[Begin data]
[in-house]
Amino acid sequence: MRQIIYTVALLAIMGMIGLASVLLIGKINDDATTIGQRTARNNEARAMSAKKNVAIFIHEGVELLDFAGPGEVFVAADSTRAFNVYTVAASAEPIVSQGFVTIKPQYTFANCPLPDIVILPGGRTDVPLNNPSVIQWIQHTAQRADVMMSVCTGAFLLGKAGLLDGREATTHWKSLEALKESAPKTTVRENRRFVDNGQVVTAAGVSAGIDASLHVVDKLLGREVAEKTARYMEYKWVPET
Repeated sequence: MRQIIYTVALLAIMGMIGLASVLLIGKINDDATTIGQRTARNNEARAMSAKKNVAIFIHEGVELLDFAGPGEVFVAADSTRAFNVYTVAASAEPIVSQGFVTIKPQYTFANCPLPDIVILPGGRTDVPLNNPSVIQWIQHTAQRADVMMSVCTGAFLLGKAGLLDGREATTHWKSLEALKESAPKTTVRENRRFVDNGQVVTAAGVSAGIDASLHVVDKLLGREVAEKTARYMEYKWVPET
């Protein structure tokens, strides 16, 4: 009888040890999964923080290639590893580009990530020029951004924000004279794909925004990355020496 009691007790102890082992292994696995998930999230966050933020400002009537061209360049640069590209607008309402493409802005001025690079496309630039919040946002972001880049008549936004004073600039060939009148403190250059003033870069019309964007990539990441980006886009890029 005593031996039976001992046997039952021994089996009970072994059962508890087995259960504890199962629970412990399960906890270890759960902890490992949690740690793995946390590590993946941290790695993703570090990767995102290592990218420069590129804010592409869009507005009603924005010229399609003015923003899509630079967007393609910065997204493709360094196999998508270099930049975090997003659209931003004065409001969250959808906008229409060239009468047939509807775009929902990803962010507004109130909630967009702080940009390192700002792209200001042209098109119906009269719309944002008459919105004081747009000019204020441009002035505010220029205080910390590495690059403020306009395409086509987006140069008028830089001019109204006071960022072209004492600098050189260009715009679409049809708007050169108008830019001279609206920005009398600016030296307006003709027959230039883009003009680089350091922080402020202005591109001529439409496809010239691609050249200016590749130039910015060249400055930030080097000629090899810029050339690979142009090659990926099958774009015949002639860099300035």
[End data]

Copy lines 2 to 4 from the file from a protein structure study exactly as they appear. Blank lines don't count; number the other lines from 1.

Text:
Amino acid sequence: MRQIIYTVALLAIMGMIGLASVLLIGKINDDATTIGQRTARNNEARAMSAKKNVAIFIHEGVELLDFAGPGEVFVAADSTRAFNVYTVAASAEPIVSQGFVTIKPQYTFANCPLPDIVILPGGRTDVPLNNPSVIQWIQHTAQRADVMMSVCTGAFLLGKAGLLDGREATTHWKSLEALKESAPKTTVRENRRFVDNGQVVTAAGVSAGIDASLHVVDKLLGREVAEKTARYMEYKWVPET
Repeated sequence: MRQIIYTVALLAIMGMIGLASVLLIGKINDDATTIGQRTARNNEARAMSAKKNVAIFIHEGVELLDFAGPGEVFVAADSTRAFNVYTVAASAEPIVSQGFVTIKPQYTFANCPLPDIVILPGGRTDVPLNNPSVIQWIQHTAQRADVMMSVCTGAFLLGKAGLLDGREATTHWKSLEALKESAPKTTVRENRRFVDNGQVVTAAGVSAGIDASLHVVDKLLGREVAEKTARYMEYKWVPET
């Protein structure tokens, strides 16, 4: 009888040890999964923080290639590893580009990530020029951004924000004279794909925004990355020496 009691007790102890082992292994696995998930999230966050933020400002009537061209360049640069590209607008309402493409802005001025690079496309630039919040946002972001880049008549936004004073600039060939009148403190250059003033870069019309964007990539990441980006886009890029 005593031996039976001992046997039952021994089996009970072994059962508890087995259960504890199962629970412990399960906890270890759960902890490992949690740690793995946390590590993946941290790695993703570090990767995102290592990218420069590129804010592409869009507005009603924005010229399609003015923003899509630079967007393609910065997204493709360094196999998508270099930049975090997003659209931003004065409001969250959808906008229409060239009468047939509807775009929902990803962010507004109130909630967009702080940009390192700002792209200001042209098109119906009269719309944002008459919105004081747009000019204020441009002035505010220029205080910390590495690059403020306009395409086509987006140069008028830089001019109204006071960022072209004492600098050189260009715009679409049809708007050169108008830019001279609206920005009398600016030296307006003709027959230039883009003009680089350091922080402020202005591109001529439409496809010239691609050249200016590749130039910015060249400055930030080097000629090899810029050339690979142009090659990926099958774009015949002639860099300035």